The following is a configuration example for a JCache Near Cache for a Hazelcast client.

  • XML

  • YAML

  • Java

    <near-cache name="mostlyReadCache">
        <eviction eviction-policy="LRU" max-size-policy="ENTRY_COUNT" size="30000"/>
      in-memory-format: OBJECT
      invalidate-on-change: true
        eviction-policy: LRU
        max-size-policy: ENTRY_COUNT
        size: 30000
      local-update-policy: CACHE_ON_UPDATE
EvictionConfig evictionConfig = new EvictionConfig()

NearCacheConfig nearCacheConfig = new NearCacheConfig()

ClientConfig clientConfig = new ClientConfig()

Example for Near Cache with High-Density Memory Store

Hazelcast Enterprise Feature

The following is a configuration example for an IMap High-Density Near Cache for a Hazelcast member.

  • XML

  • YAML

  • Java

    <map name="mostlyReadMapWithHighDensityNearCache">
            <eviction eviction-policy="LFU" max-size-policy="USED_NATIVE_MEMORY_PERCENTAGE" size="90"/>
      in-memory-format: OBJECT
        in-memory-format: NATIVE
          eviction-policy: LFU
          max-size-policy: USED_NATIVE_MEMORY_PERCENTAGE
          size: 90
EvictionConfig evictionConfig = new EvictionConfig()

NearCacheConfig nearCacheConfig = new NearCacheConfig()

Config config = new Config();

Keep in mind that you should have already enabled the High-Density Memory Store usage for your cluster. See the Configuring High-Density Memory Store section.

Note that a map and its Near Cache can independently use High-Density Memory Store. For example, if your map does not use High-Density Memory Store, its Near Cache can still use it.

Near Cache Eviction

In the scope of Near Cache, eviction means evicting (clearing) the entries selected according to the given eviction-policy when the specified max-size-policy has been reached.

The max-size-policy defines the state when the Near Cache is full and determines whether the eviction should be triggered. The size is either interpreted as entry count, memory size or percentage, depending on the chosen policy.

Once the eviction is triggered the configured eviction-policy determines which, if any, entries must be evicted.

Note that the policies mentioned are configured under the near-cache configuration block, as seen in the above configuration examples.

Near Cache Expiration

Expiration means the eviction of expired records. A record is expired:

  • if it is not touched (accessed/read) for max-idle-seconds

  • time-to-live-seconds passed since it is put to Near Cache.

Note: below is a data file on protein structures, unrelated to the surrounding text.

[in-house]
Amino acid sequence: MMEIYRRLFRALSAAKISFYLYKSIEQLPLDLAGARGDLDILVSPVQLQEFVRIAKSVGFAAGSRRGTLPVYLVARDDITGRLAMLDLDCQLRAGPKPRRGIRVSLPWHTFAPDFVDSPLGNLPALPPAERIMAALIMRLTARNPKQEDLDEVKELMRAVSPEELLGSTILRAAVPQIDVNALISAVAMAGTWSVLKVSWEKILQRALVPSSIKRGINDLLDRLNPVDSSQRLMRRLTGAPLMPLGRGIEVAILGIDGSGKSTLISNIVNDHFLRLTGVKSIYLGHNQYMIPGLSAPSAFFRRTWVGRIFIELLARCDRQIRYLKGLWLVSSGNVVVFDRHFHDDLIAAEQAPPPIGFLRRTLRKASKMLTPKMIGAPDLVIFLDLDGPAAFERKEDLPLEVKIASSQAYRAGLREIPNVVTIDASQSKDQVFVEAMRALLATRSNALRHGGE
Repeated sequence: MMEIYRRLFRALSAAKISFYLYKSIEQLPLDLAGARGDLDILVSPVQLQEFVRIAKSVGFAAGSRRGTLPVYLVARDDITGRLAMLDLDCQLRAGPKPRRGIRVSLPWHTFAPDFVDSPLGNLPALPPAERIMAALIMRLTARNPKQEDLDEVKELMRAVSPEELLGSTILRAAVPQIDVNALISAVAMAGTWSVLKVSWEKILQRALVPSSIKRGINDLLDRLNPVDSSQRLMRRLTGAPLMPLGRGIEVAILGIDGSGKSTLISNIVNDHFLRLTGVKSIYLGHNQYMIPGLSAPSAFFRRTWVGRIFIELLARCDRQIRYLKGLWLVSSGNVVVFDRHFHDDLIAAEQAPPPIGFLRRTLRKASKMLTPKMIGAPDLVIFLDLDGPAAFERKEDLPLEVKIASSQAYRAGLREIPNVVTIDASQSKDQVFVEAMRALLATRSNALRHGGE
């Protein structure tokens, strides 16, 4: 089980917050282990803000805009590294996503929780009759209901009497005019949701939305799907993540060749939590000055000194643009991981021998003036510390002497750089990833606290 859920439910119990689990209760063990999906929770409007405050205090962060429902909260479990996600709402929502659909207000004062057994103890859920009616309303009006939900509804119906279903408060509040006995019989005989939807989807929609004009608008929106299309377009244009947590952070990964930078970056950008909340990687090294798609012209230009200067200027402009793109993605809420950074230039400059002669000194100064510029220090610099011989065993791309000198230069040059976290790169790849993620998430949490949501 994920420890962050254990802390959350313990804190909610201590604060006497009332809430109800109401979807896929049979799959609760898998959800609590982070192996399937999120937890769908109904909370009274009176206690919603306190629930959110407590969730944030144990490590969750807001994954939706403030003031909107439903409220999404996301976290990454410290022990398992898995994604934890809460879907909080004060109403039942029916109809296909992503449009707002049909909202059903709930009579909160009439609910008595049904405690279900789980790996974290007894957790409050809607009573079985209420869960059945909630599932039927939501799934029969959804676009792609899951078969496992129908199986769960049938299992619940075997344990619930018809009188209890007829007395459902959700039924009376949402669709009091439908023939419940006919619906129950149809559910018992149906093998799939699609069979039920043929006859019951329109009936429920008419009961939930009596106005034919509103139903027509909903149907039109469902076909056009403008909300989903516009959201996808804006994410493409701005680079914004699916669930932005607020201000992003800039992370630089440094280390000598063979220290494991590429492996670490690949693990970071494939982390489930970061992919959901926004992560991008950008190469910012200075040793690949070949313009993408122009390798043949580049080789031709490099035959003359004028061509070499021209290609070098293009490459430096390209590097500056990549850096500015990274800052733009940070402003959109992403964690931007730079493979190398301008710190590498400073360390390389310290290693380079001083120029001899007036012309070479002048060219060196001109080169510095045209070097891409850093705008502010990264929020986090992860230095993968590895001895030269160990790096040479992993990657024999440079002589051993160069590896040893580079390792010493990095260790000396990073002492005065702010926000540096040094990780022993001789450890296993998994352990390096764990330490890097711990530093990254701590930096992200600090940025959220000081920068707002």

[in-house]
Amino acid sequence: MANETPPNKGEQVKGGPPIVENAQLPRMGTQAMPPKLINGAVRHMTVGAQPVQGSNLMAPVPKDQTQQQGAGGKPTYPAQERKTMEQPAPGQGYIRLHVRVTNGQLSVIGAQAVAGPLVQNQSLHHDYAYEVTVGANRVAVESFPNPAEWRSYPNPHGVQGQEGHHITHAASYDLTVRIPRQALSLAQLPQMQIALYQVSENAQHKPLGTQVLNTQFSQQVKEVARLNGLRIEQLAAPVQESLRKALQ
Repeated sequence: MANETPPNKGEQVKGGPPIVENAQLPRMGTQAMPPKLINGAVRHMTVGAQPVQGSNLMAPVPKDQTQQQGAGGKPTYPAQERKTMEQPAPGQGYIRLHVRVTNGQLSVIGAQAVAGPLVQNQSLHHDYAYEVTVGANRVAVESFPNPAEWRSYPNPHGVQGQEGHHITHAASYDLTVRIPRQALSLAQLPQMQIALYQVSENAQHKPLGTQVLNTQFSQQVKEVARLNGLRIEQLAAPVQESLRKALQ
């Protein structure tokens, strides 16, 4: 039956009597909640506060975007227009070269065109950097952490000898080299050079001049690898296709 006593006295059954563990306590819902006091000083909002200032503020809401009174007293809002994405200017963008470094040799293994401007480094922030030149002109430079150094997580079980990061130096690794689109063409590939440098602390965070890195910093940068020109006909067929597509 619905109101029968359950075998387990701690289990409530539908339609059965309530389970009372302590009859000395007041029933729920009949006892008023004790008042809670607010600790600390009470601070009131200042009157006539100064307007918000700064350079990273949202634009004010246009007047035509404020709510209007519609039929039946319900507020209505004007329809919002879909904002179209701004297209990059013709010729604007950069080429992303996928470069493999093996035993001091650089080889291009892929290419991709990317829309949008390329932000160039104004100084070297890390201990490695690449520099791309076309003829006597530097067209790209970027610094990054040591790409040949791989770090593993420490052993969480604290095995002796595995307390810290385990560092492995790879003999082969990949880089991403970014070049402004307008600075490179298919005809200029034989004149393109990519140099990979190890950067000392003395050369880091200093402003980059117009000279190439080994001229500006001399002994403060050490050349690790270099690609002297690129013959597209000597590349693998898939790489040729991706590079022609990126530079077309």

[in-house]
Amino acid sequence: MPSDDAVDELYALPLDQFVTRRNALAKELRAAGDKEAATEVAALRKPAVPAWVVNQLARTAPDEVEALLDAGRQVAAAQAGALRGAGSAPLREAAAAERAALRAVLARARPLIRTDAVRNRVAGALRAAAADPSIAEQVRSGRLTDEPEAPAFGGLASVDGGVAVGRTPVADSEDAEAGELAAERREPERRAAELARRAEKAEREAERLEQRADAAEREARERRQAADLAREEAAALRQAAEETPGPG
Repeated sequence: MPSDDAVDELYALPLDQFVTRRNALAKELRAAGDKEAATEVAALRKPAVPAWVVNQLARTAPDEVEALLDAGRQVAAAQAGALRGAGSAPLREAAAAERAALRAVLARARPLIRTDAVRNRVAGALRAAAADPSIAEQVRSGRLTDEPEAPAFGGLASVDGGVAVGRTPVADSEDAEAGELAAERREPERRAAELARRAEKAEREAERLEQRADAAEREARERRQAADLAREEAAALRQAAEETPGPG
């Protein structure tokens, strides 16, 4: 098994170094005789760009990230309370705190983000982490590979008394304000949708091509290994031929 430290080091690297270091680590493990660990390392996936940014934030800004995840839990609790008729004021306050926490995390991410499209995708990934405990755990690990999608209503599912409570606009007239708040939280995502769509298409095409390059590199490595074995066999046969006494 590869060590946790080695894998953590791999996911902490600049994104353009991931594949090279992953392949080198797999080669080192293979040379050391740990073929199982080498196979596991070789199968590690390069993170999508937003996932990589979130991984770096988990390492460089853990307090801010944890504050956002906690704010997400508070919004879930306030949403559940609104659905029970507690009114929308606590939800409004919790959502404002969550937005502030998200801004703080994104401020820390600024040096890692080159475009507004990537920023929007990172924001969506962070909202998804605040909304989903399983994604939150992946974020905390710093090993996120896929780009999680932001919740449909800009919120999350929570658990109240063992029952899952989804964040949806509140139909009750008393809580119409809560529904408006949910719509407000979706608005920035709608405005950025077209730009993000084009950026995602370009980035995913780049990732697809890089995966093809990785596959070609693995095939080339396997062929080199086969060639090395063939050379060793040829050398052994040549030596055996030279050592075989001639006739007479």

The actual expiration is performed in the following cases:

  • When a record is accessed: it is checked if the record is expired or not. If it is expired, it is evicted and null is returned as the value to the caller.

  • In the background: there is an expiration task that periodically (currently 5 seconds) scans records and evicts the expired records.

Note that max-idle-seconds and time-to-live-seconds are configured under the near-cache configuration block, as seen in the above configuration examples.

Near Cache Invalidation

Invalidation is the process of removing an entry from the Near Cache when its value is updated or it is removed from the original data structure (to prevent stale reads). Near Cache invalidation happens asynchronously at the cluster level, but synchronously at the current member. This means that the Near Cache is invalidated within the whole cluster after the modifying operation is finished, but updated from the current member before the modifying operation is done. A modifying operation can be an EntryProcessor, an explicit update or remove as well as an expiration or eviction. Generally, whenever the state of an entry changes in the record store by updating its value or removing it, the invalidation event is sent for that entry.

Invalidations can be sent from members to client Near Caches or to member Near Caches, either individually or in batches. Default behavior is sending in batches. If there are lots of mutating operations such as put/remove on data structures, it is advised that you configure batch invalidations. This reduces the network traffic and keeps the eventing system less busy, but may increase the delay of individual invalidations.

You can use the following system properties to configure the Near Cache invalidation:

  • Enable or disable batching. Its default value is true. When it is set to false, all invalidations are sent immediately.

  • Maximum number of invalidations in a batch. Its default value is 100.

  • If the collected invalidations do not reach the configured batch size, a background process sends them periodically. Its default value is 10 seconds.

If there are a lot of clients or many mutating operations, batching should remain enabled and the batch size should be configured with the system property to a suitable value.

Near Cache Consistency

Eventual Consistency

Near Caches are invalidated by invalidation events. Invalidation events can be lost due to the fire-and-forget fashion of the eventing system. If an event is lost, reads from Near Cache can indefinitely be stale.